7. Keep your skepticism alive. Question stories just like you would any other day of the year. In 2008, I covered a press conference where police announced they had arrested three men on drug and gun charges in a case with “federal implications.” A local television station reported that police had arrested the men in connection with an alleged plot to kill Obama.  That seemed like a huge story at the time, but as it turned out, federal authorities knocked down the story. This only became apparent through persistent questioning that evening.

8. Tap your sister news organizations. In Denver, the Scripps newspapers from around the country provided additional reporters who help supplement our coverage. That made a big difference.

9. Go remote. Sometimes the best stories are far from the convention floor. For example, when Obama gives his speech in the stadium, I was watching it in the living room of an elderly African-American woman who told me she never thought she would live to see that day.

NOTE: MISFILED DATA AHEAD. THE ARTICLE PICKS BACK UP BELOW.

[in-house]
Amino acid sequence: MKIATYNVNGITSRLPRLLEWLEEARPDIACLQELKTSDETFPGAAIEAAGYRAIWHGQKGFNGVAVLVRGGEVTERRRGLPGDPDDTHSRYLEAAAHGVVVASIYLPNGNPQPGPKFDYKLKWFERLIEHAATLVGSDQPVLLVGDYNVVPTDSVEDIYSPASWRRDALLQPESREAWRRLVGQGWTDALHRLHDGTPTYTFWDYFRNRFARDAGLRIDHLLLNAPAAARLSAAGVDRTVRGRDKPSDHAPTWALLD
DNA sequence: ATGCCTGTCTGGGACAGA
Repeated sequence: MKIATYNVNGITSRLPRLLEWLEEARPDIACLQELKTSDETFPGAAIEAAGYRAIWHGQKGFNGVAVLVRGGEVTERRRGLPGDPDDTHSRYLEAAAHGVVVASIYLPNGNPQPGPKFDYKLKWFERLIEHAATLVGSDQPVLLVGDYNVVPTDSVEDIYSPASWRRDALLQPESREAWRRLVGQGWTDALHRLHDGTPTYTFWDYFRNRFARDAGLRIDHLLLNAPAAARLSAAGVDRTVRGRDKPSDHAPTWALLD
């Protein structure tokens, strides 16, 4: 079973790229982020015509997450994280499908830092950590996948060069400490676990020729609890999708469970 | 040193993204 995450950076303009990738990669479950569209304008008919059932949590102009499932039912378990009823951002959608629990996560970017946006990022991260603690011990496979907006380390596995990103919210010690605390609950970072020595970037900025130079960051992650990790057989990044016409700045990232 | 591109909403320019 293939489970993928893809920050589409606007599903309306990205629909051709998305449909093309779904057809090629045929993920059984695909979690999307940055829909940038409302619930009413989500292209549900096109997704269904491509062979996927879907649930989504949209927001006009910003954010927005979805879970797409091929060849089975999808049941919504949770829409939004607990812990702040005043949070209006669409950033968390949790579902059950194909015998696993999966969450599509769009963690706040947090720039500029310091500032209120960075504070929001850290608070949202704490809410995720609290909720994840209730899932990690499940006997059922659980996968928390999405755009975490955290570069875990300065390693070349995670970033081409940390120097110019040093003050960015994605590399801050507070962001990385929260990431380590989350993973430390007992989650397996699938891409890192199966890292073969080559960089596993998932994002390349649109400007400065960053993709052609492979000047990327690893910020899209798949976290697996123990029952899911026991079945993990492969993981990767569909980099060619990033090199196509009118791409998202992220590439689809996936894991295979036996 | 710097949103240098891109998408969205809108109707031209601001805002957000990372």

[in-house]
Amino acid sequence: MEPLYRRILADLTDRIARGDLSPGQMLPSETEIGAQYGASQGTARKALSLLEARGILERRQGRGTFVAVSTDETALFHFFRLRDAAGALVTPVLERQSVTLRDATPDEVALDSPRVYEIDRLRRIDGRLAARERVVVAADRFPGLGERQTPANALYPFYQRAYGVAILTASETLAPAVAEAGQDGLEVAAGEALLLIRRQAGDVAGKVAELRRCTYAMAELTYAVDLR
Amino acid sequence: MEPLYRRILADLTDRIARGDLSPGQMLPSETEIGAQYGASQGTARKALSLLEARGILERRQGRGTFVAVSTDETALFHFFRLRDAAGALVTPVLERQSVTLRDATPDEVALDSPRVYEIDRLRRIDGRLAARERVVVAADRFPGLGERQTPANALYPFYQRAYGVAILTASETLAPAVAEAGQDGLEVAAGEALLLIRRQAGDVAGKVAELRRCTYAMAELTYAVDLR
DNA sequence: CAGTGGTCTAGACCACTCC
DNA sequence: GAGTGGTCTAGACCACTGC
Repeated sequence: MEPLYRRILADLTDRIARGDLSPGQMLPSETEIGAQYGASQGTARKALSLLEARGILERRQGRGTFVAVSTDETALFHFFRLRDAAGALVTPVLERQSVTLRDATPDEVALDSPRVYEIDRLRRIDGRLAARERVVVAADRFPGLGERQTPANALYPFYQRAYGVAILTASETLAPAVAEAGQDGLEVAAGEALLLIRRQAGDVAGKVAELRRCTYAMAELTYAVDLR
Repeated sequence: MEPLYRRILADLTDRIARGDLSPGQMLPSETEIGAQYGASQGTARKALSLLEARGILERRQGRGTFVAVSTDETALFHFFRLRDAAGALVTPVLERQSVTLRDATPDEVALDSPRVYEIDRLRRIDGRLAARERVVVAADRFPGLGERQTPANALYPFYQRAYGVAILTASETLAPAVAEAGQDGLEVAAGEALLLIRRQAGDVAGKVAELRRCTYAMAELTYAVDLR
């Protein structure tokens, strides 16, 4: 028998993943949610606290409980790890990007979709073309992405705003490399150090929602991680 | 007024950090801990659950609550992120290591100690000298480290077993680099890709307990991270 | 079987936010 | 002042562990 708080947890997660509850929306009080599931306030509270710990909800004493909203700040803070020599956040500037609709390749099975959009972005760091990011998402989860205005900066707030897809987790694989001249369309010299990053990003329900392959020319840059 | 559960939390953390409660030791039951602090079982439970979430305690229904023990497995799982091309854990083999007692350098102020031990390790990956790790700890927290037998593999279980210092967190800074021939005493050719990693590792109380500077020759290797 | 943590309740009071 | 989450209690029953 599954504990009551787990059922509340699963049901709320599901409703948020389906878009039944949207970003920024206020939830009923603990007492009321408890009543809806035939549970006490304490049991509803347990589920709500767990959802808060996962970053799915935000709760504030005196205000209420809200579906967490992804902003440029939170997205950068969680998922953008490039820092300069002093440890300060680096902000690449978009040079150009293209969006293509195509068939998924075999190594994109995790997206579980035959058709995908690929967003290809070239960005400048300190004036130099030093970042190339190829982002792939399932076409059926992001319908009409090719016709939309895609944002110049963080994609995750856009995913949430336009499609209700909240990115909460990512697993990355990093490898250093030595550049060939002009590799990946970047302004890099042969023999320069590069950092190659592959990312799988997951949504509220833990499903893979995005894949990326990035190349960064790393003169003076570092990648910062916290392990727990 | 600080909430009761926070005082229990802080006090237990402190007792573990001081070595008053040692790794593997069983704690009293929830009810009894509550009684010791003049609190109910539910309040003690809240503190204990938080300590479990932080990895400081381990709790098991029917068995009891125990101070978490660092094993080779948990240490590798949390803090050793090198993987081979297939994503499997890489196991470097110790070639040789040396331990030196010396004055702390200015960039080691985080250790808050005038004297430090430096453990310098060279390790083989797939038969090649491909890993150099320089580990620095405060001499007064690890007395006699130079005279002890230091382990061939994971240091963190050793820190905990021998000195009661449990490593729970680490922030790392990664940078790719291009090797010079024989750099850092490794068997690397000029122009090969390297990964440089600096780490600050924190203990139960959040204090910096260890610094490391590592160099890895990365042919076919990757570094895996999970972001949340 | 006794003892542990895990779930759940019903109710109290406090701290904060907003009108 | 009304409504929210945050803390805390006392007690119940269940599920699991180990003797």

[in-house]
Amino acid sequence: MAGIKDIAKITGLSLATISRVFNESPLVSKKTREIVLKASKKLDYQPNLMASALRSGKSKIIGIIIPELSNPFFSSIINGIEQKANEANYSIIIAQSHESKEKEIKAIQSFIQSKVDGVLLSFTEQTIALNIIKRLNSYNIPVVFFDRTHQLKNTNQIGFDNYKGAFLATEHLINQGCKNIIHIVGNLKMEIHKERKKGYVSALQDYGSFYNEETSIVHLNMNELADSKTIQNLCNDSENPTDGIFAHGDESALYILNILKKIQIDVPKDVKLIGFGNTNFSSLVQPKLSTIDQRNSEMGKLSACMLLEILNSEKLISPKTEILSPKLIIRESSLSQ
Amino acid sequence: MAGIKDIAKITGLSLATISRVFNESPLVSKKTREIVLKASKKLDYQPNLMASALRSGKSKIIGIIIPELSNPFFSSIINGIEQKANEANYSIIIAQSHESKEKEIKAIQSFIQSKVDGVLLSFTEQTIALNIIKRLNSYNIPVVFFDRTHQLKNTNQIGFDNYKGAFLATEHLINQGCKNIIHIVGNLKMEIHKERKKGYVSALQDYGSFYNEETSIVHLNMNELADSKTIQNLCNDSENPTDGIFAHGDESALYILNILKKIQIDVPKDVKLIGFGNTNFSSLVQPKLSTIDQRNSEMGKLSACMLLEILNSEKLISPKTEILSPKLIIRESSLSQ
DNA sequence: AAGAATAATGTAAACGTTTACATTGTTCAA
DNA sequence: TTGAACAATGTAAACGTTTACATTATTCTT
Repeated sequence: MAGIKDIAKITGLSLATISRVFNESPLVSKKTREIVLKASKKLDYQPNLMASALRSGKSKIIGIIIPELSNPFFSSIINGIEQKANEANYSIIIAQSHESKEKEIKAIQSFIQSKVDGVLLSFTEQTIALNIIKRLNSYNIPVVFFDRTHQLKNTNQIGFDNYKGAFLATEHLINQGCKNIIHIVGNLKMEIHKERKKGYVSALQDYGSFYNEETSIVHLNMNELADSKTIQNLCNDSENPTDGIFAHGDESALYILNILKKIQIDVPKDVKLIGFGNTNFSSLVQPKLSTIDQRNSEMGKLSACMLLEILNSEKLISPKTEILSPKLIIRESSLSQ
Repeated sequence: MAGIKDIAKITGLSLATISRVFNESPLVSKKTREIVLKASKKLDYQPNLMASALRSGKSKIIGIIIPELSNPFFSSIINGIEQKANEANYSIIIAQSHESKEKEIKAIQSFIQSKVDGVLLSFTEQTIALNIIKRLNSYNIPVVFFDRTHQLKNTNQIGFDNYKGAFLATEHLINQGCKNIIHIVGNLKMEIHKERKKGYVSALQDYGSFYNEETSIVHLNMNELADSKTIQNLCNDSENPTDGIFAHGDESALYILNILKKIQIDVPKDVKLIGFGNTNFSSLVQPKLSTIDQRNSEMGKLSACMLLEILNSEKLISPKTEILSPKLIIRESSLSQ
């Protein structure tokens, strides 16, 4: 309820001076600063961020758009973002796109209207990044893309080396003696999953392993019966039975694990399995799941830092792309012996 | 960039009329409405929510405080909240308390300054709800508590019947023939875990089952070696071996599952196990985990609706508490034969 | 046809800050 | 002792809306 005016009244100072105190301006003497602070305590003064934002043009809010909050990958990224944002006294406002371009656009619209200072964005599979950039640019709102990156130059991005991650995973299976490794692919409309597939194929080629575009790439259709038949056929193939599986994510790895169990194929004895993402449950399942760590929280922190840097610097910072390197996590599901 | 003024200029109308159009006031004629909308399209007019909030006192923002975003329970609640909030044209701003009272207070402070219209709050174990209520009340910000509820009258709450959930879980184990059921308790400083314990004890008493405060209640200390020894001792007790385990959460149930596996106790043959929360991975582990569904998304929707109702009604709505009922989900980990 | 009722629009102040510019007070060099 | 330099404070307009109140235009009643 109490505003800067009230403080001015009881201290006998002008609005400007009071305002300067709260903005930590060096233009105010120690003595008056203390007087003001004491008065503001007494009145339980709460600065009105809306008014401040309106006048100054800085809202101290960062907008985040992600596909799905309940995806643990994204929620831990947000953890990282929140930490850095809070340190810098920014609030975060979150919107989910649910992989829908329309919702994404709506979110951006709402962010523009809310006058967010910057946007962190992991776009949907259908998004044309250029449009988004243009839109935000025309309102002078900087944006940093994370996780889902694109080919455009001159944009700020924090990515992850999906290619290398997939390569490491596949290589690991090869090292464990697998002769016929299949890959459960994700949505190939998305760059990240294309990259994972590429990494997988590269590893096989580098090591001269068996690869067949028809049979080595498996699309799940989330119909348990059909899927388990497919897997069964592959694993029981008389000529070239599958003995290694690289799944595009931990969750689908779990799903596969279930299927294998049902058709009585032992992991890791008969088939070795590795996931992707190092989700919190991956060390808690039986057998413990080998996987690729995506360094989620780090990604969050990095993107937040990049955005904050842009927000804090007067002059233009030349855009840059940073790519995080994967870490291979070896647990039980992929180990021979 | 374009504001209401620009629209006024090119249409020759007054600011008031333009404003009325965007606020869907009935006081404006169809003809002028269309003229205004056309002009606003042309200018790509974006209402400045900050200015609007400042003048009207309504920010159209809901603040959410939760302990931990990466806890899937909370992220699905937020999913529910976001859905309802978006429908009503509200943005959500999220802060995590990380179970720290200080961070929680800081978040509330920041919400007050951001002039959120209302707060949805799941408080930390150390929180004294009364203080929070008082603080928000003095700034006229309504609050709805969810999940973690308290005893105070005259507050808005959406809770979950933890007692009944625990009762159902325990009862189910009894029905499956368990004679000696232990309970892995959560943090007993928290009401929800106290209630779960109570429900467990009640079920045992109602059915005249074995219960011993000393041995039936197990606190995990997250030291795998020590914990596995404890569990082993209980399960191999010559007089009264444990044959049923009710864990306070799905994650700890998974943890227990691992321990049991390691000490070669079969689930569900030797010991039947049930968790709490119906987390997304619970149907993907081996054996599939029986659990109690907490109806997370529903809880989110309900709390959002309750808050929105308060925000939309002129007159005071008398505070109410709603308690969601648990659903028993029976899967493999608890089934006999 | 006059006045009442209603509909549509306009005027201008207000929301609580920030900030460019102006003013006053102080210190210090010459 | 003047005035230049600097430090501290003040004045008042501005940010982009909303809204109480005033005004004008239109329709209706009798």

10. Expect the unexpected.  One night during the convention, I was driving back to the office when I pulled behind an odd looking police patrol car. At first I thought it was one of the other agencies that were helping Denver out that week.

But then I noticed the motto on the side of the patrol car “To Serve and Project.” The windows on the back seat of the vehicle were actually video images by a conceptual artist who was trying to make a statement about immigration enforcement. I followed the car until it parked, then interviewed the driver and got a great story. Conventions are chock full of such stories.

11. Stay frosty. Conventions in recent years are mostly scripted and staged to death. But occasionally, the unexpected happens as it did in Detroit in 1980 when Reagan made a last minute decision to name George Bush as his vice-president.

I remember watching Walter Mears of the Associate Press writing fluidly through all that tumult in the smooth clear prose that made him a great reporter. When events get crazy, try to channel your inner Walter Mears.

12. Have fun. Conventions are about the most fun you can have as a journalist and still get paid for it. Go to the parties. Take in the spectacle. Work hard crazy hours but relish every minute of every long day and night.

I also asked two friends who covered the convention in Denver for the Rocky in Denver for their advice.

Sara Burnett is an excellent reporter who now works for the Denver Post and will be covering the conventions again this year. Here are some of her recommendations: